In 2010 I had the opportunity to return to Korea for the first time. I was thrilled, nervous and reminded of my childhood pact. My time spent in Korea was life-changing, but the prospects of finding my family were less than promising. I visited my adoption agency seeking information. I was instead greeted with prickly resistance.

Collapse )

BRB.... crying.

Not bolding; the entire thing is worth reading.


Pics at source.
flawless asami

Spain rejects ETA talks offer

Spain has rejected an offer by Basque separatist group Eta to enter talks with Spain and France to negotiate a "definitive end" to its operations.

Interior Minister Jorge Fernandez Diaz said Spain would not negotiate with a "terrorist organisation" and demanded Eta's "unconditional dissolution".

The Basque country straddles the border between Spain and France, which shares Madrid's view on negotiations.

Eta has fought a 45-year campaign for Basque independence.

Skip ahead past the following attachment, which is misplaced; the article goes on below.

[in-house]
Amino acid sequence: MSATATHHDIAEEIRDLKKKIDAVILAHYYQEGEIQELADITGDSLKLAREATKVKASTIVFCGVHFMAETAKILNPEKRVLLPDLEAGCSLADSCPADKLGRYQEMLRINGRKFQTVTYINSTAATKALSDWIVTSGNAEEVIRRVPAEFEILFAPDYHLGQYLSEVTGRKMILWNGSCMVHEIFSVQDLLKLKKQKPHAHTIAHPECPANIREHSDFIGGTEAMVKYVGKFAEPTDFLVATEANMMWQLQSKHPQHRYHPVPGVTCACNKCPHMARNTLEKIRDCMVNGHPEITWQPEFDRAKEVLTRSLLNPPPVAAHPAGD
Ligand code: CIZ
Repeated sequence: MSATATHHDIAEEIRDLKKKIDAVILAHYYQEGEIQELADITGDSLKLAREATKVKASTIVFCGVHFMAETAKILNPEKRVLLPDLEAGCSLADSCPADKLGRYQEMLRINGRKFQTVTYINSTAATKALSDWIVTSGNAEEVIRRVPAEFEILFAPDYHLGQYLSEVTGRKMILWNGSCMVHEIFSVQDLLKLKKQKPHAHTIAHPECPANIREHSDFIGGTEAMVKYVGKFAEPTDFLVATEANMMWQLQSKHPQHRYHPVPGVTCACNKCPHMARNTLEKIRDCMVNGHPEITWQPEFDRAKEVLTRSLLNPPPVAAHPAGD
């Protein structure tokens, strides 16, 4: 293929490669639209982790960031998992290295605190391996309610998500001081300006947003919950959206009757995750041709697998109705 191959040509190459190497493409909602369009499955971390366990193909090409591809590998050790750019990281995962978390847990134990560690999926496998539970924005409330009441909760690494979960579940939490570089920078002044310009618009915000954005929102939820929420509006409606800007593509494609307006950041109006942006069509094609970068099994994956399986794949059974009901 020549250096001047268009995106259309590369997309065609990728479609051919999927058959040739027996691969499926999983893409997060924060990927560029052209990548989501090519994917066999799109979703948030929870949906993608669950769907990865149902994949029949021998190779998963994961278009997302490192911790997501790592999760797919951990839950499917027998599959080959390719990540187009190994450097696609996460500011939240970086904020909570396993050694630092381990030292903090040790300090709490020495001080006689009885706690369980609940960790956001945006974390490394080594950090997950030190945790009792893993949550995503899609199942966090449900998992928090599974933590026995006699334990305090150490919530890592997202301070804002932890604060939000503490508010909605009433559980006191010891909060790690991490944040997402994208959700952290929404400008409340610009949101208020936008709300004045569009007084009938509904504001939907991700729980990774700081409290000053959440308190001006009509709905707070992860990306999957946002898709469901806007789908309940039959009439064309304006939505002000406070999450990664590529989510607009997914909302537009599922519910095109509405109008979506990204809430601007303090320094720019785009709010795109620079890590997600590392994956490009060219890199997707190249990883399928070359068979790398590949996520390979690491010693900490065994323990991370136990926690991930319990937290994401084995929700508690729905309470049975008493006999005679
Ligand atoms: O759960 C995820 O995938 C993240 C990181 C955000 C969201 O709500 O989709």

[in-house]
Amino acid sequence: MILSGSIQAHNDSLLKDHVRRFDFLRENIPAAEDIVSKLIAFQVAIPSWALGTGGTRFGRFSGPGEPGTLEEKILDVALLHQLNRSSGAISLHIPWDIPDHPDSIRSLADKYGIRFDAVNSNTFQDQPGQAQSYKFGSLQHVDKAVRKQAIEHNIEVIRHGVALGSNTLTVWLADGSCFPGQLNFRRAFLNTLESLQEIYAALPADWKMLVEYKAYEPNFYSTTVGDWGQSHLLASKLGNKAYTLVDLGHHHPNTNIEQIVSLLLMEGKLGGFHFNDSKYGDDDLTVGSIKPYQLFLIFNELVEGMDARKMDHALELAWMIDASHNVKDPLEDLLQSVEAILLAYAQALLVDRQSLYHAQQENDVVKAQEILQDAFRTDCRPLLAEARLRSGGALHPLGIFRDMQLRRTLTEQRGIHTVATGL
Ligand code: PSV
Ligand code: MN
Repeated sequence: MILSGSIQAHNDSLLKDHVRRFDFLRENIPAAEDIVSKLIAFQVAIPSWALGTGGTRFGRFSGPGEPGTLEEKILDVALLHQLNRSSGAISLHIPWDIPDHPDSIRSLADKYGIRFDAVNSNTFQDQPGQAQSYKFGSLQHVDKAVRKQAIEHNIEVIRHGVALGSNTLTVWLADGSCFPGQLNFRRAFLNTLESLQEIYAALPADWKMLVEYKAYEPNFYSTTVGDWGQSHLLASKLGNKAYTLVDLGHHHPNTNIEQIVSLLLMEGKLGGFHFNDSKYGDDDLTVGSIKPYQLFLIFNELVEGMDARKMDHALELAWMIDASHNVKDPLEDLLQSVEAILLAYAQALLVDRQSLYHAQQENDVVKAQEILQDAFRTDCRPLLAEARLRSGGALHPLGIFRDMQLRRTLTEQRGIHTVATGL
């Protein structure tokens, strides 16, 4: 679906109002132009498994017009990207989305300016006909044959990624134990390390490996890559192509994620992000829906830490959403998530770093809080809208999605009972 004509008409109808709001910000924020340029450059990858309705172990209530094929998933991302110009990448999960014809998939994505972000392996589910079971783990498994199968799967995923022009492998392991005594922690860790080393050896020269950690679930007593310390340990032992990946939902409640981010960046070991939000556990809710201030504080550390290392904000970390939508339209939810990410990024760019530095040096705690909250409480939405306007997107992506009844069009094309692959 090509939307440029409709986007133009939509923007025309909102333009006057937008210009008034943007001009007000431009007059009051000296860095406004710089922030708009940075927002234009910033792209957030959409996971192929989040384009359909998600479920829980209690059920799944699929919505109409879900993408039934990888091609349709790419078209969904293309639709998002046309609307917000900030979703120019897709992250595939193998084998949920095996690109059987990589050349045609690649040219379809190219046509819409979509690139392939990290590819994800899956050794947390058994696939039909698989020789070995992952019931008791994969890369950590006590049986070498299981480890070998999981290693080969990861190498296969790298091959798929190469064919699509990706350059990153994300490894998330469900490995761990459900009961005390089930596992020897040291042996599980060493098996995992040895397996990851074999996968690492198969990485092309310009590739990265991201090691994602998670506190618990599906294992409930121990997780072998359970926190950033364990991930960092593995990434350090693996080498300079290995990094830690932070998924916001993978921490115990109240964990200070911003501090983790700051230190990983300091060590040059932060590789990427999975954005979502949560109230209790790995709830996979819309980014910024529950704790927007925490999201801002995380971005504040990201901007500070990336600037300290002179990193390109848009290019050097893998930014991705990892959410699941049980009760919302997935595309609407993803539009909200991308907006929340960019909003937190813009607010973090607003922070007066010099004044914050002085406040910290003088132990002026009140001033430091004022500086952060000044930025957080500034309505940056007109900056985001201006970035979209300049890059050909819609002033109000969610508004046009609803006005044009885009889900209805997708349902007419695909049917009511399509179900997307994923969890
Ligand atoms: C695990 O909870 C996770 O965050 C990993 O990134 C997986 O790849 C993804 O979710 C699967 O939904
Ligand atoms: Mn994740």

But the armed group has lost support in recent years. Last year it announced an end to its campaign of violence.

The new statement suggests the organisation wants to go a step further by disbanding completely and turning in its weapons.

The summary published on the website of the Basque newspaper Gara suggests Eta is ready for talks, but will attach conditions to disbanding.

They include the transfer of Basque prisoners to prisons closer to their homes - a long-standing Eta demand.

In his response, the interior minister said: "They know that we have not negotiated nor will we negotiate in any way with the terrorist organisation."

"So the only statement the government demands, not requests but demands and is working for, is its unconditional dissolution."

Eta is believed to be responsible for more than 800 deaths, and is considered a terrorist organisation by the European Union and the US.

It has been weakened in recent years by a loss of support among Basque people, and a number of arrests, including that of the group's alleged military leader in October.

Eta's move came on the eve of elections in the Spanish region of Catalonia, in which Catalan nationalists calling for a referendum on independence are expected to do well.

Source

Saw this coming when France finally arrested one of the leaders a month ago and it's not a shocker that Spain isn't going to talk to them